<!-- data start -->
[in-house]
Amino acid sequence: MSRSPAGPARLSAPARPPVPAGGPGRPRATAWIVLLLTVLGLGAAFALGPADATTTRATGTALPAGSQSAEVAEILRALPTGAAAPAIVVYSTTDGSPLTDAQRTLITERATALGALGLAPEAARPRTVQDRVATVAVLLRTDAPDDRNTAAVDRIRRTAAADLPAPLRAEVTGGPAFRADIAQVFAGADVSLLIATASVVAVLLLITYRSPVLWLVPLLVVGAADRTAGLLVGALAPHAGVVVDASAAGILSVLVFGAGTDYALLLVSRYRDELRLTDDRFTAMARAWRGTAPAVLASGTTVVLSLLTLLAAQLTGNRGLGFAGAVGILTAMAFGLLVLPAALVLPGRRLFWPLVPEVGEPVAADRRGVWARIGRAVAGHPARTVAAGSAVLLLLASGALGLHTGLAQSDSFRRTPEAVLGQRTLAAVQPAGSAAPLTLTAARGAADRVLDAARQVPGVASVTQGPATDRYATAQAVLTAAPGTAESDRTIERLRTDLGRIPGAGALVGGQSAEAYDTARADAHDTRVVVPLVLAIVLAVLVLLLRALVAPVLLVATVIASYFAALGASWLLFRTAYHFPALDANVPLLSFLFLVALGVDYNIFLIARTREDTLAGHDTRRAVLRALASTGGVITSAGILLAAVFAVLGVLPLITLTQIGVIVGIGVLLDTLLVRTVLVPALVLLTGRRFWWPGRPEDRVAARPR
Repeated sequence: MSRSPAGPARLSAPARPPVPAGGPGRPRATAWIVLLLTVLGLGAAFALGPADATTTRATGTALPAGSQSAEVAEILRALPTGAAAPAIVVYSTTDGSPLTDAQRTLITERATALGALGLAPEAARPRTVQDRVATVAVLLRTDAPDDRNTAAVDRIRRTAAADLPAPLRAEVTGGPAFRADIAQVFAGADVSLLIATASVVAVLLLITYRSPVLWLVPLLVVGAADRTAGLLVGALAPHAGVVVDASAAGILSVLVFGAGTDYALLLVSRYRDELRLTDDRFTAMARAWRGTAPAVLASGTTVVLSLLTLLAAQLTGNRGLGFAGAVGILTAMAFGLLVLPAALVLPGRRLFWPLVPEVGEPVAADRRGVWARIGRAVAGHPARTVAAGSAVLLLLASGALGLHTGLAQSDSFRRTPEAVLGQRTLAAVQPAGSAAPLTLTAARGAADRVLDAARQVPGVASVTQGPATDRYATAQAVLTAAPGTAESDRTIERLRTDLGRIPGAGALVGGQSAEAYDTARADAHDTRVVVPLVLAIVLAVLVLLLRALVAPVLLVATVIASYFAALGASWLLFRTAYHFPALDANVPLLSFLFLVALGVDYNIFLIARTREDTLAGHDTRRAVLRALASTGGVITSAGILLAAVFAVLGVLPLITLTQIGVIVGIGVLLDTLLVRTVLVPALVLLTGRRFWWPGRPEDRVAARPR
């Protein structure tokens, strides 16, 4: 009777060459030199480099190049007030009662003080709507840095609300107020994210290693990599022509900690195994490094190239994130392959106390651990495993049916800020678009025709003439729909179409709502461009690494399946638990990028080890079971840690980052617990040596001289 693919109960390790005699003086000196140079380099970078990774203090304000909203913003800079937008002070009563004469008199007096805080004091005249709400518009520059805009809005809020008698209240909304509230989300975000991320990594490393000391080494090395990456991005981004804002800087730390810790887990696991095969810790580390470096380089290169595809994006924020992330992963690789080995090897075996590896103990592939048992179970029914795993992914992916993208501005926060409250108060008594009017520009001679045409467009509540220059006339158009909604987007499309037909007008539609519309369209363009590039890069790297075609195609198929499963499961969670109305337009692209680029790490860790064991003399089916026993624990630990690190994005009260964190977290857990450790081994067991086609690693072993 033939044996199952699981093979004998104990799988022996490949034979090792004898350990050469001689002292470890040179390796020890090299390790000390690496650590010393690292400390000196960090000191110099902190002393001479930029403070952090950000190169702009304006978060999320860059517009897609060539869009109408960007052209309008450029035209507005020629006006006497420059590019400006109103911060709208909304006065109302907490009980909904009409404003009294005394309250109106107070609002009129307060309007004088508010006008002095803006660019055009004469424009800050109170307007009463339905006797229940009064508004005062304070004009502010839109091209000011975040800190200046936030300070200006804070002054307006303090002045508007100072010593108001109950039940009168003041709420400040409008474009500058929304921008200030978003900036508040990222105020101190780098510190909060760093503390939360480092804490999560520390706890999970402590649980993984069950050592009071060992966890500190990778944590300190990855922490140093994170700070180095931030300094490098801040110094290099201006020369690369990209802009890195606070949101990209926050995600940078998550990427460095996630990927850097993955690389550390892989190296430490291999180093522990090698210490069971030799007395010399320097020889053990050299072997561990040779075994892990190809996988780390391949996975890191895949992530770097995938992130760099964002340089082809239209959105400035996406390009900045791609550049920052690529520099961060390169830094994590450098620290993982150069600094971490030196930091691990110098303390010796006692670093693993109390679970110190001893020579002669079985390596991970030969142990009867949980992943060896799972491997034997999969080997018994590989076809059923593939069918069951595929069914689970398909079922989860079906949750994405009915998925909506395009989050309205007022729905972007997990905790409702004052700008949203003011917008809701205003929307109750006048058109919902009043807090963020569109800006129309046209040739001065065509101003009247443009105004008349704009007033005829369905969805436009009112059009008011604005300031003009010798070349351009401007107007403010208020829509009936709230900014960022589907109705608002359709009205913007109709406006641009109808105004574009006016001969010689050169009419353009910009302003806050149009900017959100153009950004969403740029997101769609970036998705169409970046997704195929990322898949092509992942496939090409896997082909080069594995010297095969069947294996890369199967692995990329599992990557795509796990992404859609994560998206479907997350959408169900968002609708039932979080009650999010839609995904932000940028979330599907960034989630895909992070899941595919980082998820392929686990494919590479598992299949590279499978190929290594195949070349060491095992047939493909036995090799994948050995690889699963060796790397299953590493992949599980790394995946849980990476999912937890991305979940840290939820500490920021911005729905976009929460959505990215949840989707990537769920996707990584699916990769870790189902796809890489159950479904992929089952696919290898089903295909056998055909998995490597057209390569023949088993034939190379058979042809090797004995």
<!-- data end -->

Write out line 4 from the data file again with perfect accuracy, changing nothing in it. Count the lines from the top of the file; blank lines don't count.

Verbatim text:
């Protein structure tokens, strides 16, 4: 009777060459030199480099190049007030009662003080709507840095609300107020994210290693990599022509900690195994490094190239994130392959106390651990495993049916800020678009025709003439729909179409709502461009690494399946638990990028080890079971840690980052617990040596001289 693919109960390790005699003086000196140079380099970078990774203090304000909203913003800079937008002070009563004469008199007096805080004091005249709400518009520059805009809005809020008698209240909304509230989300975000991320990594490393000391080494090395990456991005981004804002800087730390810790887990696991095969810790580390470096380089290169595809994006924020992330992963690789080995090897075996590896103990592939048992179970029914795993992914992916993208501005926060409250108060008594009017520009001679045409467009509540220059006339158009909604987007499309037909007008539609519309369209363009590039890069790297075609195609198929499963499961969670109305337009692209680029790490860790064991003399089916026993624990630990690190994005009260964190977290857990450790081994067991086609690693072993 033939044996199952699981093979004998104990799988022996490949034979090792004898350990050469001689002292470890040179390796020890090299390790000390690496650590010393690292400390000196960090000191110099902190002393001479930029403070952090950000190169702009304006978060999320860059517009897609060539869009109408960007052209309008450029035209507005020629006006006497420059590019400006109103911060709208909304006065109302907490009980909904009409404003009294005394309250109106107070609002009129307060309007004088508010006008002095803006660019055009004469424009800050109170307007009463339905006797229940009064508004005062304070004009502010839109091209000011975040800190200046936030300070200006804070002054307006303090002045508007100072010593108001109950039940009168003041709420400040409008474009500058929304921008200030978003900036508040990222105020101190780098510190909060760093503390939360480092804490999560520390706890999970402590649980993984069950050592009071060992966890500190990778944590300190990855922490140093994170700070180095931030300094490098801040110094290099201006020369690369990209802009890195606070949101990209926050995600940078998550990427460095996630990927850097993955690389550390892989190296430490291999180093522990090698210490069971030799007395010399320097020889053990050299072997561990040779075994892990190809996988780390391949996975890191895949992530770097995938992130760099964002340089082809239209959105400035996406390009900045791609550049920052690529520099961060390169830094994590450098620290993982150069600094971490030196930091691990110098303390010796006692670093693993109390679970110190001893020579002669079985390596991970030969142990009867949980992943060896799972491997034997999969080997018994590989076809059923593939069918069951595929069914689970398909079922989860079906949750994405009915998925909506395009989050309205007022729905972007997990905790409702004052700008949203003011917008809701205003929307109750006048058109919902009043807090963020569109800006129309046209040739001065065509101003009247443009105004008349704009007033005829369905969805436009009112059009008011604005300031003009010798070349351009401007107007403010208020829509009936709230900014960022589907109705608002359709009205913007109709406006641009109808105004574009006016001969010689050169009419353009910009302003806050149009900017959100153009950004969403740029997101769609970036998705169409970046997704195929990322898949092509992942496939090409896997082909080069594995010297095969069947294996890369199967692995990329599992990557795509796990992404859609994560998206479907997350959408169900968002609708039932979080009650999010839609995904932000940028979330599907960034989630895909992070899941595919980082998820392929686990494919590479598992299949590279499978190929290594195949070349060491095992047939493909036995090799994948050995690889699963060796790397299953590493992949599980790394995946849980990476999912937890991305979940840290939820500490920021911005729905976009929460959505990215949840989707990537769920996707990584699916990769870790189902796809890489159950479904992929089952696919290898089903295909056998055909998995490597057209390569023949088993034939190379058979042809090797004995």